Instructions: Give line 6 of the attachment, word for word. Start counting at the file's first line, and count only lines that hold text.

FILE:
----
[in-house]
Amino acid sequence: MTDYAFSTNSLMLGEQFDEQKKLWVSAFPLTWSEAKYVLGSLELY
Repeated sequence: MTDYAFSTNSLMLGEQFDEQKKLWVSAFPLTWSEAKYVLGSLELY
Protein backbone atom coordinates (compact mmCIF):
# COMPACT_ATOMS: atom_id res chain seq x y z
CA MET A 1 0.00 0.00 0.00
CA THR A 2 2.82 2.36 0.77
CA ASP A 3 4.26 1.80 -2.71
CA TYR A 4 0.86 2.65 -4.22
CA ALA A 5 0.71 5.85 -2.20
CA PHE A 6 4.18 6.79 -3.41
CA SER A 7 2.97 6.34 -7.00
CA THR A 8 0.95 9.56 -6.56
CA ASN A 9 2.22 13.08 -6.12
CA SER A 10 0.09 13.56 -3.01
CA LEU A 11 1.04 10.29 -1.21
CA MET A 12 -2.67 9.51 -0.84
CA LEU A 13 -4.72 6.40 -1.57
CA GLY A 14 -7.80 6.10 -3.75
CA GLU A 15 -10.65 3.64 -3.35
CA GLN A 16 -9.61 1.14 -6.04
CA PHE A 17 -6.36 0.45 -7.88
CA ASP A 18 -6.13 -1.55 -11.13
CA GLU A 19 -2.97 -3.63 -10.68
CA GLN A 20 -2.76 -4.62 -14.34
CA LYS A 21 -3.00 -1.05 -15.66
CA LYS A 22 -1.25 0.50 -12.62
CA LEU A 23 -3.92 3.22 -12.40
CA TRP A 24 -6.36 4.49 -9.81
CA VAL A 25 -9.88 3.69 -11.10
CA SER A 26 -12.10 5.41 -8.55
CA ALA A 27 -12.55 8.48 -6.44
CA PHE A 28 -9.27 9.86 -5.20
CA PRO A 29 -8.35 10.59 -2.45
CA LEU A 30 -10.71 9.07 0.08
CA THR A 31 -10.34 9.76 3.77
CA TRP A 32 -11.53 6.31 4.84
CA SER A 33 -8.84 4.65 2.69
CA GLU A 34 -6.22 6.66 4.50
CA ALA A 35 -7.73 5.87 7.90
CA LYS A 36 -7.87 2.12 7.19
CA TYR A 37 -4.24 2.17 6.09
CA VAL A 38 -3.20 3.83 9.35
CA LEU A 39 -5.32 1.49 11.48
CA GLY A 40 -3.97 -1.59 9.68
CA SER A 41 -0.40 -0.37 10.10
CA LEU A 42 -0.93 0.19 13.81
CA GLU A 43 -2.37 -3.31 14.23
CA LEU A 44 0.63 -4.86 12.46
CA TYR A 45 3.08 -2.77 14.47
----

CA MET A 1 0.00 0.00 0.00